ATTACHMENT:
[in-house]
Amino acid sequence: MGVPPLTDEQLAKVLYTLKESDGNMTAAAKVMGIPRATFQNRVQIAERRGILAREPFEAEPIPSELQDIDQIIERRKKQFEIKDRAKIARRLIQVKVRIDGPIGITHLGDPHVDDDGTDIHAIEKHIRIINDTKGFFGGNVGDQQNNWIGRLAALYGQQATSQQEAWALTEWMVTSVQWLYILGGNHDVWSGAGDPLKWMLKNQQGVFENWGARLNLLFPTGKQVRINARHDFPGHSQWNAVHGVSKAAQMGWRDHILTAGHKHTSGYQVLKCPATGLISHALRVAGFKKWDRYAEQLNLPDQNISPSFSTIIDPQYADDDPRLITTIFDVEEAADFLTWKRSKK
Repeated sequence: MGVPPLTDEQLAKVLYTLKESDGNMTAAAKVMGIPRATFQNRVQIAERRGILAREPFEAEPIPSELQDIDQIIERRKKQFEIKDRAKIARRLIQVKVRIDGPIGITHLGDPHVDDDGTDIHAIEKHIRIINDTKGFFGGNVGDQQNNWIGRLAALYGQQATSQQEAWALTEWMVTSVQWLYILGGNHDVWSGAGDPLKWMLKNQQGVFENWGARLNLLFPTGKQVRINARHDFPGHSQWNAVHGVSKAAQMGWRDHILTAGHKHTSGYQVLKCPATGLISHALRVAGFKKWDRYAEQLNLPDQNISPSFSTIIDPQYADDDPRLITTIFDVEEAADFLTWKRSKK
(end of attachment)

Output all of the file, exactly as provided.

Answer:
[in-house]
Amino acid sequence: MGVPPLTDEQLAKVLYTLKESDGNMTAAAKVMGIPRATFQNRVQIAERRGILAREPFEAEPIPSELQDIDQIIERRKKQFEIKDRAKIARRLIQVKVRIDGPIGITHLGDPHVDDDGTDIHAIEKHIRIINDTKGFFGGNVGDQQNNWIGRLAALYGQQATSQQEAWALTEWMVTSVQWLYILGGNHDVWSGAGDPLKWMLKNQQGVFENWGARLNLLFPTGKQVRINARHDFPGHSQWNAVHGVSKAAQMGWRDHILTAGHKHTSGYQVLKCPATGLISHALRVAGFKKWDRYAEQLNLPDQNISPSFSTIIDPQYADDDPRLITTIFDVEEAADFLTWKRSKK
Repeated sequence: MGVPPLTDEQLAKVLYTLKESDGNMTAAAKVMGIPRATFQNRVQIAERRGILAREPFEAEPIPSELQDIDQIIERRKKQFEIKDRAKIARRLIQVKVRIDGPIGITHLGDPHVDDDGTDIHAIEKHIRIINDTKGFFGGNVGDQQNNWIGRLAALYGQQATSQQEAWALTEWMVTSVQWLYILGGNHDVWSGAGDPLKWMLKNQQGVFENWGARLNLLFPTGKQVRINARHDFPGHSQWNAVHGVSKAAQMGWRDHILTAGHKHTSGYQVLKCPATGLISHALRVAGFKKWDRYAEQLNLPDQNISPSFSTIIDPQYADDDPRLITTIFDVEEAADFLTWKRSKK